Digital Dollar – Biggest Threat to V/MA (and USD Hegemony)

Over the last 20 yrs, most countries have implemented an RTGS system. A CBDC is a generational leap: Money itself becomes an immutable digital object that is assigned and can’t be destroyed or created without the specific direction of the Central Bank.

I doubt if this blog will be beneficial for the crypto and CDBC experts. But for my friends, I’ve linked several very detailed articles and reports… which I’ve tried to summarize.

With respect to payments, let me start with the quote of the week

“Tom look at the pace of change in China as a model. 15 yrs ago they were cash. 7 yrs ago they were China Union Pay, Now they are Alipay/WeChat Pay.. 3 tremendous changes in 10 yrs.  I believe change will happen much faster than anyone could imagine.”

– Top 5 US Retailer

What is a Digital Dollar?

Lets start with terminology. Digital Currencies include asset backed stablecoin (ex CBDC, Diem, tether, …) and non asset backed (ex bitcoin, XRP, dogecoin, …etc) crypto currencies. Stable Coins can be backed by one or more currencies (see Diem). A ≋USD is issued by Diem, it would be a private currency and thus does not have status as a legal tender.

Central banks, including the US Federal Reserve, are assessing the launch of a Central Bank Digital Currency (CBDC) in the form of a stablecoin assigned a fixed USD exchange rate which would have status as a legal form of tender (all must accept) – a Digital Dollar. The best resource for those that want further information is the comprehensive 110 page Brooking Institution Paper – Design Choices for the Central Bank Digital Currency

China is in Pilot phase (see today’s WSJ), with much press surrounding grand ambitions to supplant the US Dollar’s hegemony as the currency of trade (and trust).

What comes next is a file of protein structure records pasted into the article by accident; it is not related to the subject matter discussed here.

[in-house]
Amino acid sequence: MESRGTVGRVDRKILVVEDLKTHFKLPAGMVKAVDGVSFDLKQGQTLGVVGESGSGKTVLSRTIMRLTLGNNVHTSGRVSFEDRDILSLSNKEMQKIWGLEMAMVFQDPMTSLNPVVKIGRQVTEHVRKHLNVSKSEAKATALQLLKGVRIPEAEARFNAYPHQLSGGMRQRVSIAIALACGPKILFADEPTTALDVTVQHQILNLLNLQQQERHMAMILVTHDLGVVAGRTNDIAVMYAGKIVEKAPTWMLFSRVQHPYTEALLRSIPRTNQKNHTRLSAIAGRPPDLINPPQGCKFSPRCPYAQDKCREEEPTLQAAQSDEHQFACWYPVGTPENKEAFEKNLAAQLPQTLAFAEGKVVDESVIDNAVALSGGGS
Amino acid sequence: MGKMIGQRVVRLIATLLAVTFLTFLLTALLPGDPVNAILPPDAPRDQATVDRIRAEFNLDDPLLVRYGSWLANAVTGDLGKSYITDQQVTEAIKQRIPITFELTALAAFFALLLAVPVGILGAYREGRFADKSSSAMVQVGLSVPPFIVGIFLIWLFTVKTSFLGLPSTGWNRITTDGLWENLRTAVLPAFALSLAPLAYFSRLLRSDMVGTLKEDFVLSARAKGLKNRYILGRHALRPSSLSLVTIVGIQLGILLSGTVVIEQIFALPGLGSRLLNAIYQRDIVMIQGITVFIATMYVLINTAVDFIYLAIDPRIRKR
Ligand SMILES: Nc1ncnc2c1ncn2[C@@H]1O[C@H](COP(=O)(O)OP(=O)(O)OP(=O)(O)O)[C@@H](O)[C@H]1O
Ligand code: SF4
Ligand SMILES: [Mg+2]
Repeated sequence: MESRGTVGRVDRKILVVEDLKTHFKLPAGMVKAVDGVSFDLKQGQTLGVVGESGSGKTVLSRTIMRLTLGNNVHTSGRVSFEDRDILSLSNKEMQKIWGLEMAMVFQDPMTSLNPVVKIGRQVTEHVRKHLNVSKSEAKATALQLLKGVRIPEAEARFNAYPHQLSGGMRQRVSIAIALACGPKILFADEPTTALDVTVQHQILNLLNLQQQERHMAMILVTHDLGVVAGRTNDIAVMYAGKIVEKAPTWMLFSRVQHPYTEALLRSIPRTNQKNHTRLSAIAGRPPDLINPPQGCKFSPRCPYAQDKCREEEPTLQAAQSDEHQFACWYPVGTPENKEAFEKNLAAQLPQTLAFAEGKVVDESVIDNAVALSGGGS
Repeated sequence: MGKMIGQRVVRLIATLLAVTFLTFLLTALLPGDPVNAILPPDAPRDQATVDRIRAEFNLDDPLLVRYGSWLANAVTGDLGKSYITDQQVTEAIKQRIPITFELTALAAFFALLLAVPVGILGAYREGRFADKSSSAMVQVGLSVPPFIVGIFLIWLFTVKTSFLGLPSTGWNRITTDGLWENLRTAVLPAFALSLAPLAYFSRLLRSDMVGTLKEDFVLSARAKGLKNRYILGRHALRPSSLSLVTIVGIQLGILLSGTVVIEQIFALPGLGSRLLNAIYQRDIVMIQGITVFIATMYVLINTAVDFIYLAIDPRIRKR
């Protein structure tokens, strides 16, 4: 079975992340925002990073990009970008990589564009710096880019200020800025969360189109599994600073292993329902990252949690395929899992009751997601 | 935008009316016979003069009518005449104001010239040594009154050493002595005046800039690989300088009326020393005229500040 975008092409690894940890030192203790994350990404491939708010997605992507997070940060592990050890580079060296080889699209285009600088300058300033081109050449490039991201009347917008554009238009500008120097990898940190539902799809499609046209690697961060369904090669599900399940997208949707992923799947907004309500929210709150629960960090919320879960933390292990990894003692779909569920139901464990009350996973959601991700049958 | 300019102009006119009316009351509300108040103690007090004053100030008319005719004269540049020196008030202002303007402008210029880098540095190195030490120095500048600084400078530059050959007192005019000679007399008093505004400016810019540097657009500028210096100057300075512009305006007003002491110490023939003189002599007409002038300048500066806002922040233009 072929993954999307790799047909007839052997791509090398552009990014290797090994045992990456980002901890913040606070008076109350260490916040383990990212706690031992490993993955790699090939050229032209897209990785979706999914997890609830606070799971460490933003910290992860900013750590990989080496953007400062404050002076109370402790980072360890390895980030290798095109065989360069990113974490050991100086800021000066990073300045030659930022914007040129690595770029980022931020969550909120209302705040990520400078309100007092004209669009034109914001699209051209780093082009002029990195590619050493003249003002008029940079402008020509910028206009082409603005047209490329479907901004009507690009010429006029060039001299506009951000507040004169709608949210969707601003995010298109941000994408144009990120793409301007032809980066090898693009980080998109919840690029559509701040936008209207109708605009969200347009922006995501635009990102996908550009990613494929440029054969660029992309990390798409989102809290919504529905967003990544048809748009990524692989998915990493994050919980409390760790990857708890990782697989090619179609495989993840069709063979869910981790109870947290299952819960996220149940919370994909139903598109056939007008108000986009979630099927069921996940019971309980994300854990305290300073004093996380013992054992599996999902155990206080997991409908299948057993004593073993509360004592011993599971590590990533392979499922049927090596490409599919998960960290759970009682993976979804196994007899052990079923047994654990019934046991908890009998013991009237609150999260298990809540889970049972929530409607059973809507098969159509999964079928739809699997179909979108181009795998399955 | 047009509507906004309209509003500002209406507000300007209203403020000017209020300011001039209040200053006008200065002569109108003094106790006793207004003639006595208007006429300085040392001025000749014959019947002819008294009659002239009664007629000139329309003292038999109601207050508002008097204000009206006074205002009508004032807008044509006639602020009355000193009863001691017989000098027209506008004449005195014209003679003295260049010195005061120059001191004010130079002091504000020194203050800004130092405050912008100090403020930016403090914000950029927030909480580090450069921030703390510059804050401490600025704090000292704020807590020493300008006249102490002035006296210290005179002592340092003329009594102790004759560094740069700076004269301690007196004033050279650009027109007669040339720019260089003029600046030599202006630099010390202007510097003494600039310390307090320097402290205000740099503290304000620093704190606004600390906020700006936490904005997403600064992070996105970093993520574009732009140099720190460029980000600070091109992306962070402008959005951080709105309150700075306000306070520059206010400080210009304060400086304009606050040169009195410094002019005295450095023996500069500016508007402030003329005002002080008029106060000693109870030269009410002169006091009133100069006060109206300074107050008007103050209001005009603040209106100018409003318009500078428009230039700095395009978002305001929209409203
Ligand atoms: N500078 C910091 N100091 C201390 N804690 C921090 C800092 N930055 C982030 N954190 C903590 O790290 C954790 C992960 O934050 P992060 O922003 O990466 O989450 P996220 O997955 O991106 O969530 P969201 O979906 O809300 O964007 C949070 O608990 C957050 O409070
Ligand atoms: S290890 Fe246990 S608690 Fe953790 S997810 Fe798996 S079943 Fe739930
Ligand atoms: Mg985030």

A successful digital Yuan may serve as an alternative to the USD-centric international financial order and would not only reshape cross border trade but would likely be leveraged to shape norms of CBDCs and global governance. The political-economic implications of a successful digital Yuan are enormous. China’s digital Yuan presents therefore unique threats to the USD’s hegemony over the international financial system. While most observers believe a USD replacement is “many decades away”, China’s drive, emergent technology, as well as blowback over USD sanctions may expedite the process.

US Financial Hegemony: The Digital Yuan and Risks of Dollar De-Weaponization – JOEL SLAWOTSKY

While Diem will launch a USD stablecoin in next few weeks with the goal of serving 1.7 BILLION unbanked and low cost transactions (≋USD see Libra blog), the US Fed has not yet outlined a policy upon which to collect input (still on the drawing board). As outlined in this Feb 2021 Fed paper, the Fed must first outline objectives for a CBDC.  Other countries are moving MUCH faster. Last year, the Bahamas were the first to launch a CBDC (Sand Dollar). If the Bahamian and Chinese efforts were not enough to prompt action, then perhaps Diem’s effort are. Per Chris Skinner “I guess that Facebook caused many central banks to realize that if they didn’t issue digital currencies then others would”.

Clearly US and EU Central banks are 3-5 yrs behind China (Switzerland and UK are leaders). Yet this week we hear an EU MP say “We must not let Mark Zuckerberg become a central bank”.  A myopic and nationalistic sentiment that will not help anyone but China.  My view is that US and EU banks should run to the support of Diem, Diem has transformed to a model of openness: open standards, open participation, KYC, asset backed coins. In the Diem model, Central banks retain control of monetary policy (and M2) as hard currency is assigned to every item Diem issues.

The Fed and How “The Ledger” Works Today

Today the Fed does NOT hold the specific balance of any individual (or business), but rather each bank has a master record with the Fed. Individual records are held by the banks responsible for servicing the account (in a federated model). Payments between entities are settled between banks in a net settlement process at a clearing house (ex TCH, NACHA, …). The net settlement records are agreed to by each bank and then posted to the Fed via the National Settlement Service (twice a day).

In a slight twist to NSS above, the Fedwire service allows any bank to move money on this ledger in near real time, with the record detail containing the beneficiary account.  Fedwire is ubiquitous, but there are competitors. For example TCH RTP is a Real Time Gross Settlement Services (RTGS) available to participating members. Both Venmo and Zelle transactions settle on TCH RTP (for participating banks).  The TCH RTP system integrates into TCH’s overall net settlement process (NSS).